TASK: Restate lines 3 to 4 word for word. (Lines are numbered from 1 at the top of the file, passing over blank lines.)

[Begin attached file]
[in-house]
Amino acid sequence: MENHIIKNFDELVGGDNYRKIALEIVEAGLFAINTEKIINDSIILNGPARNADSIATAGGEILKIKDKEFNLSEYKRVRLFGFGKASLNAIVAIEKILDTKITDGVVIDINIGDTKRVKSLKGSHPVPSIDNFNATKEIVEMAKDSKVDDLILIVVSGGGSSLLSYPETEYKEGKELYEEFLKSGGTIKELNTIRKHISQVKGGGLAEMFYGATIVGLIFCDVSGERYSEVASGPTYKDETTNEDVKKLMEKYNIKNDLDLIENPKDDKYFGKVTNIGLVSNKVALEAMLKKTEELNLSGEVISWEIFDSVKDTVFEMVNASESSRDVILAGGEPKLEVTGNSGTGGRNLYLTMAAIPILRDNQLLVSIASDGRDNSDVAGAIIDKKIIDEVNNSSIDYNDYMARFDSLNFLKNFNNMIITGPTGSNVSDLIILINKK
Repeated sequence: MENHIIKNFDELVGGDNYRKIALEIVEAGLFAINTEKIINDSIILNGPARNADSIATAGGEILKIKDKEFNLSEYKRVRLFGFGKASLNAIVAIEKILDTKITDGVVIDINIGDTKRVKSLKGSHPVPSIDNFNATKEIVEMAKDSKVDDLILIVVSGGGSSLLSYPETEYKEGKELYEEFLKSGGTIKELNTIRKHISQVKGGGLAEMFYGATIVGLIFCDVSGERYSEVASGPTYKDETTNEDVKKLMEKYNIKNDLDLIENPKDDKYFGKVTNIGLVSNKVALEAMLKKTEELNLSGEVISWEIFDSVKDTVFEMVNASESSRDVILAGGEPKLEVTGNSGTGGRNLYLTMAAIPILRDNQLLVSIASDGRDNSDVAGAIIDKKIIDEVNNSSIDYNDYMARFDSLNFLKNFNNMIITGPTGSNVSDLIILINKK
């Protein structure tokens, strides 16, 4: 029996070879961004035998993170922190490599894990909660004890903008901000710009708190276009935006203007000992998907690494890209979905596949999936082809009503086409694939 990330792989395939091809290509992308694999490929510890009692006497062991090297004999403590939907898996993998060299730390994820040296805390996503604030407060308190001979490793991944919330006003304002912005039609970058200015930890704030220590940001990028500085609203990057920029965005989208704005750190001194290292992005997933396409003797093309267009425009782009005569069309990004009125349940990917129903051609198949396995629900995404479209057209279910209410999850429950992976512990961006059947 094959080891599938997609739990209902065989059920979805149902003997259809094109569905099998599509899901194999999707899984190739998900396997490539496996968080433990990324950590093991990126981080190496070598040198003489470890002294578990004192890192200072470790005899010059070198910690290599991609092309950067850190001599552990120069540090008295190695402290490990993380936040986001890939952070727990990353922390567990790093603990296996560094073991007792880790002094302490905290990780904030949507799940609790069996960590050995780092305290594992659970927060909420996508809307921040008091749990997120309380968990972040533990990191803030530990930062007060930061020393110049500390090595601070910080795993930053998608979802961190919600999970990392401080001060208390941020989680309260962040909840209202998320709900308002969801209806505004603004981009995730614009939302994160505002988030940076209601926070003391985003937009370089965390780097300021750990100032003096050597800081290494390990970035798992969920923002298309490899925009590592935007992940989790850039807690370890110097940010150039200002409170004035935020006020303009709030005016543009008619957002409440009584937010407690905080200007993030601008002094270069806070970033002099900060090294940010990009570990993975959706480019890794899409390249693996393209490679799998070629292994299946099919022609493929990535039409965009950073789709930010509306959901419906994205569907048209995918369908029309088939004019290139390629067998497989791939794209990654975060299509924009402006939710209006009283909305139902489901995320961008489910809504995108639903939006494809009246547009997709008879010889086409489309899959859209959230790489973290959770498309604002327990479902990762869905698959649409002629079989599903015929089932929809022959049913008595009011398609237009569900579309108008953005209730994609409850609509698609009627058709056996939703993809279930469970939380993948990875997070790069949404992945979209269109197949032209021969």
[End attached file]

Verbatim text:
Repeated sequence: MENHIIKNFDELVGGDNYRKIALEIVEAGLFAINTEKIINDSIILNGPARNADSIATAGGEILKIKDKEFNLSEYKRVRLFGFGKASLNAIVAIEKILDTKITDGVVIDINIGDTKRVKSLKGSHPVPSIDNFNATKEIVEMAKDSKVDDLILIVVSGGGSSLLSYPETEYKEGKELYEEFLKSGGTIKELNTIRKHISQVKGGGLAEMFYGATIVGLIFCDVSGERYSEVASGPTYKDETTNEDVKKLMEKYNIKNDLDLIENPKDDKYFGKVTNIGLVSNKVALEAMLKKTEELNLSGEVISWEIFDSVKDTVFEMVNASESSRDVILAGGEPKLEVTGNSGTGGRNLYLTMAAIPILRDNQLLVSIASDGRDNSDVAGAIIDKKIIDEVNNSSIDYNDYMARFDSLNFLKNFNNMIITGPTGSNVSDLIILINKK
């Protein structure tokens, strides 16, 4: 029996070879961004035998993170922190490599894990909660004890903008901000710009708190276009935006203007000992998907690494890209979905596949999936082809009503086409694939 990330792989395939091809290509992308694999490929510890009692006497062991090297004999403590939907898996993998060299730390994820040296805390996503604030407060308190001979490793991944919330006003304002912005039609970058200015930890704030220590940001990028500085609203990057920029965005989208704005750190001194290292992005997933396409003797093309267009425009782009005569069309990004009125349940990917129903051609198949396995629900995404479209057209279910209410999850429950992976512990961006059947 094959080891599938997609739990209902065989059920979805149902003997259809094109569905099998599509899901194999999707899984190739998900396997490539496996968080433990990324950590093991990126981080190496070598040198003489470890002294578990004192890192200072470790005899010059070198910690290599991609092309950067850190001599552990120069540090008295190695402290490990993380936040986001890939952070727990990353922390567990790093603990296996560094073991007792880790002094302490905290990780904030949507799940609790069996960590050995780092305290594992659970927060909420996508809307921040008091749990997120309380968990972040533990990191803030530990930062007060930061020393110049500390090595601070910080795993930053998608979802961190919600999970990392401080001060208390941020989680309260962040909840209202998320709900308002969801209806505004603004981009995730614009939302994160505002988030940076209601926070003391985003937009370089965390780097300021750990100032003096050597800081290494390990970035798992969920923002298309490899925009590592935007992940989790850039807690370890110097940010150039200002409170004035935020006020303009709030005016543009008619957002409440009584937010407690905080200007993030601008002094270069806070970033002099900060090294940010990009570990993975959706480019890794899409390249693996393209490679799998070629292994299946099919022609493929990535039409965009950073789709930010509306959901419906994205569907048209995918369908029309088939004019290139390629067998497989791939794209990654975060299509924009402006939710209006009283909305139902489901995320961008489910809504995108639903939006494809009246547009997709008879010889086409489309899959859209959230790489973290959770498309604002327990479902990762869905698959649409002629079989599903015929089932929809022959049913008595009011398609237009569900579309108008953005209730994609409850609509698609009627058709056996939703993809279930469970939380993948990875997070790069949404992945979209269109197949032209021969």